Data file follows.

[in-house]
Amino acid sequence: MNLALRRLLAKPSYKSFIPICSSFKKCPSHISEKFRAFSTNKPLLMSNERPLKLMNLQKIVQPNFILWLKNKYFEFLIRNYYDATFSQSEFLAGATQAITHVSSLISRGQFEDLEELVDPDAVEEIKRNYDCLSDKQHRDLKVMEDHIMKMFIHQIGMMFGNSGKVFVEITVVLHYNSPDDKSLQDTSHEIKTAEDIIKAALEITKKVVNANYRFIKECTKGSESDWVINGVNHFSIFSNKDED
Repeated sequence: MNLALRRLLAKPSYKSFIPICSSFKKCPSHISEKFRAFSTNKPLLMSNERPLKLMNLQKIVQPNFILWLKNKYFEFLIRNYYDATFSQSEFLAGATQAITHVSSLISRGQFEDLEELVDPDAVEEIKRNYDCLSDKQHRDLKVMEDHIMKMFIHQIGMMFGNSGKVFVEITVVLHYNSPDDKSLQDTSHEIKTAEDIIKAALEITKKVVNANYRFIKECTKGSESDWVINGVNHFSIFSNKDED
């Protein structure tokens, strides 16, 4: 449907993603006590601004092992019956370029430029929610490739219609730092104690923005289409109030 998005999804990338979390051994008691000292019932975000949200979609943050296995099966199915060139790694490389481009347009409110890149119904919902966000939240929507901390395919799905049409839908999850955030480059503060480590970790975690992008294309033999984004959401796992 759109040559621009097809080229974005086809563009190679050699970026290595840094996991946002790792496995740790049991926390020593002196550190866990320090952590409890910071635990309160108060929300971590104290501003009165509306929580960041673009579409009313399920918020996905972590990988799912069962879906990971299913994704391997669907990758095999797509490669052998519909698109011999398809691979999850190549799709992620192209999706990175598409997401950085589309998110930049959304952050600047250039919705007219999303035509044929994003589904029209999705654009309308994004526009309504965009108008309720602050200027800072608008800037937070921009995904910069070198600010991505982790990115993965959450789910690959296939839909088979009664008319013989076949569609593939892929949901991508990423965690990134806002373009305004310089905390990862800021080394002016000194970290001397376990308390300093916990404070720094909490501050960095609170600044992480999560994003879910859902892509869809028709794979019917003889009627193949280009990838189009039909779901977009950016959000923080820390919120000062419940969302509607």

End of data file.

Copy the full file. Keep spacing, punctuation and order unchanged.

[in-house]
Amino acid sequence: MNLALRRLLAKPSYKSFIPICSSFKKCPSHISEKFRAFSTNKPLLMSNERPLKLMNLQKIVQPNFILWLKNKYFEFLIRNYYDATFSQSEFLAGATQAITHVSSLISRGQFEDLEELVDPDAVEEIKRNYDCLSDKQHRDLKVMEDHIMKMFIHQIGMMFGNSGKVFVEITVVLHYNSPDDKSLQDTSHEIKTAEDIIKAALEITKKVVNANYRFIKECTKGSESDWVINGVNHFSIFSNKDED
Repeated sequence: MNLALRRLLAKPSYKSFIPICSSFKKCPSHISEKFRAFSTNKPLLMSNERPLKLMNLQKIVQPNFILWLKNKYFEFLIRNYYDATFSQSEFLAGATQAITHVSSLISRGQFEDLEELVDPDAVEEIKRNYDCLSDKQHRDLKVMEDHIMKMFIHQIGMMFGNSGKVFVEITVVLHYNSPDDKSLQDTSHEIKTAEDIIKAALEITKKVVNANYRFIKECTKGSESDWVINGVNHFSIFSNKDED
């Protein structure tokens, strides 16, 4: 449907993603006590601004092992019956370029430029929610490739219609730092104690923005289409109030 998005999804990338979390051994008691000292019932975000949200979609943050296995099966199915060139790694490389481009347009409110890149119904919902966000939240929507901390395919799905049409839908999850955030480059503060480590970790975690992008294309033999984004959401796992 759109040559621009097809080229974005086809563009190679050699970026290595840094996991946002790792496995740790049991926390020593002196550190866990320090952590409890910071635990309160108060929300971590104290501003009165509306929580960041673009579409009313399920918020996905972590990988799912069962879906990971299913994704391997669907990758095999797509490669052998519909698109011999398809691979999850190549799709992620192209999706990175598409997401950085589309998110930049959304952050600047250039919705007219999303035509044929994003589904029209999705654009309308994004526009309504965009108008309720602050200027800072608008800037937070921009995904910069070198600010991505982790990115993965959450789910690959296939839909088979009664008319013989076949569609593939892929949901991508990423965690990134806002373009305004310089905390990862800021080394002016000194970290001397376990308390300093916990404070720094909490501050960095609170600044992480999560994003879910859902892509869809028709794979019917003889009627193949280009990838189009039909779901977009950016959000923080820390919120000062419940969302509607």